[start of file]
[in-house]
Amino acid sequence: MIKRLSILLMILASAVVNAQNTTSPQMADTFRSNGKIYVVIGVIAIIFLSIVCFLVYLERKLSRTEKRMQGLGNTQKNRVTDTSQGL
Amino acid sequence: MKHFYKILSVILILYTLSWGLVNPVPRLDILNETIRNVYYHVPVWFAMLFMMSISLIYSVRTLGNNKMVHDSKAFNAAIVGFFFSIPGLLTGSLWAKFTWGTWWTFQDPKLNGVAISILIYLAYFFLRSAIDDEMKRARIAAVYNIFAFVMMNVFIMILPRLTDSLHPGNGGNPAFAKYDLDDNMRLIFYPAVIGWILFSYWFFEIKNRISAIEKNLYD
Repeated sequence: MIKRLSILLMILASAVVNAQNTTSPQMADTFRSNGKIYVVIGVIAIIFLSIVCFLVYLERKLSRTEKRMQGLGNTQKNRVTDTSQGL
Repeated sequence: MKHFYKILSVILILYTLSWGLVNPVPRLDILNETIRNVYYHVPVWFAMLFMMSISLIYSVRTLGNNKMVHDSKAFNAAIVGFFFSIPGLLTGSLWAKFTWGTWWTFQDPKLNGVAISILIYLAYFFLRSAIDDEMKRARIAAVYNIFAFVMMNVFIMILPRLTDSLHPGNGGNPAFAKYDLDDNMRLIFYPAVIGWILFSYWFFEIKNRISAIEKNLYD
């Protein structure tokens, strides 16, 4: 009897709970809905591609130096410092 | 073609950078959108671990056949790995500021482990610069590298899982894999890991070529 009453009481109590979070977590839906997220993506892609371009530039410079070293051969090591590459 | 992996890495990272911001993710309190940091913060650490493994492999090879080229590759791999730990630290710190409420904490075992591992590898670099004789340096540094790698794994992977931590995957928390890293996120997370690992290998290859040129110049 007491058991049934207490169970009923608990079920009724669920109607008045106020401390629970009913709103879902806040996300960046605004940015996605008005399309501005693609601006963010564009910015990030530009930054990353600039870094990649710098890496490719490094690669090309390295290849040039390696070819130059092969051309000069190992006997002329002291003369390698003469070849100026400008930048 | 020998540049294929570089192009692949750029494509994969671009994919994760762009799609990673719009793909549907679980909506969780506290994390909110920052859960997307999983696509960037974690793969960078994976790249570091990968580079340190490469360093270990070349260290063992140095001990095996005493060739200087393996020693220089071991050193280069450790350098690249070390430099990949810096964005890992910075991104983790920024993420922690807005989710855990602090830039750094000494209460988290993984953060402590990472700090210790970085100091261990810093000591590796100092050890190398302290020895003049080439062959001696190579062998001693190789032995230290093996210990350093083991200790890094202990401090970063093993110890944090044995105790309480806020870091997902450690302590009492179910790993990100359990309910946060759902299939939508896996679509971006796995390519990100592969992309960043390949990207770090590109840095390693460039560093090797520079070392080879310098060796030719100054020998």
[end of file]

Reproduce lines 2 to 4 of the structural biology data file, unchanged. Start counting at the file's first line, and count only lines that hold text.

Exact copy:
Amino acid sequence: MIKRLSILLMILASAVVNAQNTTSPQMADTFRSNGKIYVVIGVIAIIFLSIVCFLVYLERKLSRTEKRMQGLGNTQKNRVTDTSQGL
Amino acid sequence: MKHFYKILSVILILYTLSWGLVNPVPRLDILNETIRNVYYHVPVWFAMLFMMSISLIYSVRTLGNNKMVHDSKAFNAAIVGFFFSIPGLLTGSLWAKFTWGTWWTFQDPKLNGVAISILIYLAYFFLRSAIDDEMKRARIAAVYNIFAFVMMNVFIMILPRLTDSLHPGNGGNPAFAKYDLDDNMRLIFYPAVIGWILFSYWFFEIKNRISAIEKNLYD
Repeated sequence: MIKRLSILLMILASAVVNAQNTTSPQMADTFRSNGKIYVVIGVIAIIFLSIVCFLVYLERKLSRTEKRMQGLGNTQKNRVTDTSQGL